How far can and ought to be our next step? Shall it be ability to pass a sophomore's or a junior's class examination or shall it be a college degree? What shall be the nature of the examinations as to general and legal education, and how shall they be conducted?

In considering these questions, it should be borne in mind that the public generally has no opposition to the liberal education of lawyers; it has no desire for a lower or stationary standard of legal education. On the contrary, it feels itself better served and reposes a greater confidence in the learned. Our profession, therefore, can make and enforce its own

standard. If we are agreed, we will find little opposition. The machinery for the accomplishment of this advance, is to a large extent at least, already in existence and capable of being placed in operation as soon as the Bar of a given state desires.

An attorney is an officer of the court. The jurisdiction to admit and disbar should therefore be vested in the court whose officer he is. Such is now the law in many states. It should be made so in all. The highest court in each state should be vested with power to admit and disbar according to its own rules. That there may be a standard, the inferior courts should have no power of examination and admission nor should the legislature have jurisdiction of the subject. The general nature of the standards to be applied should be fixed by rule and the examination of candidates placed in the hands of a standing committee appointed by the court. By such an organization, the views of the Bar of the state would easily be impressed on court and committee, and the raising of standards from time to time as demanded be in the hands of those ready to respond to the reasonable demands of the public and the profession. Placing examination and recommendation in the hands of a standing committee necessarily excludes all idea of admission by diploma. This practice is objectionable because it sets up two standards, one that of the school, the other that of the committee. It matters not which has the higher standard; in either case there is inequality. Particularly should admission by diploma be abolished where the school having such a privilege is conducted for pecuniary profit. In that case there is constant temptation to advertise the privilege as a means of drawing students and an equal motive for lowering the standard of work. Also at none of the modern law schools is there that careful inquiry into the personal character of the applicant which should always precede his examination.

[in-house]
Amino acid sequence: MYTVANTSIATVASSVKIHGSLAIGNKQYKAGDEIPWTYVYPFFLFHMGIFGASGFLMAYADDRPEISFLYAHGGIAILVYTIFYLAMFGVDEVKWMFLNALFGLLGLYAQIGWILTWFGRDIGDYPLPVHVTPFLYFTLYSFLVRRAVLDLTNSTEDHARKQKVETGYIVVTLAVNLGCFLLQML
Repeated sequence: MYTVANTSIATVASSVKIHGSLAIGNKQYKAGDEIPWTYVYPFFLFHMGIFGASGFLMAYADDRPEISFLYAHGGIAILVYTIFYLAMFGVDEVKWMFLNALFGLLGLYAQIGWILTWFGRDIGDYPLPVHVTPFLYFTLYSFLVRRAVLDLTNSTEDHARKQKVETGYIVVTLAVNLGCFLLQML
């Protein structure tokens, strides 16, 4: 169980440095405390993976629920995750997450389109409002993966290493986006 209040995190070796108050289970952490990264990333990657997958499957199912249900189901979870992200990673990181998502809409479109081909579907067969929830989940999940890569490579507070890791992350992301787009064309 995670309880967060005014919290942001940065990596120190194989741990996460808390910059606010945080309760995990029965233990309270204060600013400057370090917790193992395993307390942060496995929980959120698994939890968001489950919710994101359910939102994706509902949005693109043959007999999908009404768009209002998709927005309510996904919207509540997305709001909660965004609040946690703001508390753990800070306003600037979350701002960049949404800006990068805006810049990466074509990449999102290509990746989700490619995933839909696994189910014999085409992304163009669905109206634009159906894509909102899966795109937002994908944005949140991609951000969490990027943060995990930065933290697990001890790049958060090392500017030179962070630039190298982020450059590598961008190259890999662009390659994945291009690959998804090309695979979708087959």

The history of my own state will afford a good example of how the diploma idea works. Prior to 1863 Bar examinations were in the hands of the courts, both Circuit and Supreme Courts having power to admit after examination in open court.

In 1863 the diploma of the Law School of the University of Michigan was made conclusive evidence of sufficient legal learning and character to entitle to admission. In 1881 this provision was repealed and the law school graduates required to pass the usual examinations. From 1881 to 1895 the examinations in our Supreme Court were fairly exacting. Those in the Circuit Courts more often than not were insufficient and often they were farcical. The writer has seen two hundred graduates of the University Law School asked one question apiece and admitted whether the question was correctly answered or not. In 1895 the present Board of Law Examiners was created and the diploma privilege granted to the University Law School. In 1897 a member of the faculty of a law school conducted for pecuniary profit was a member of the legislature. In that year the diploma privilege was extended to that school. Today in Michigan we have two schools whose diploma will admit anyone to the Bar without examination as to character or general or legal education. In fact, as our law says such holders "shall be admitted," it is not perceived why an attorney who has been disbarred or a person of notoriously evil life may not find entrance by passing through these schools.

I do not wish to pose as an opponent of law schools. On the contrary, I am a graduate of one, and several years of service on our State Board of Law Examiners, as well as my experience at the Bar, have fully satisfied me that the best place for the law student is at the law school. The records of our state board and my own observation have satisfied me of the superiority of the law school training over that of the office. No student who can go to the law school should dream of study in an office save as a desirable supplement to the broader training of the school. The Board of Examiners in Michigan has always been composed of careful, painstaking men wishing for the advancement of the administration of justice. Its examinations have been fully up to the standard of those held by similar commissions. But notwithstanding all this, its efforts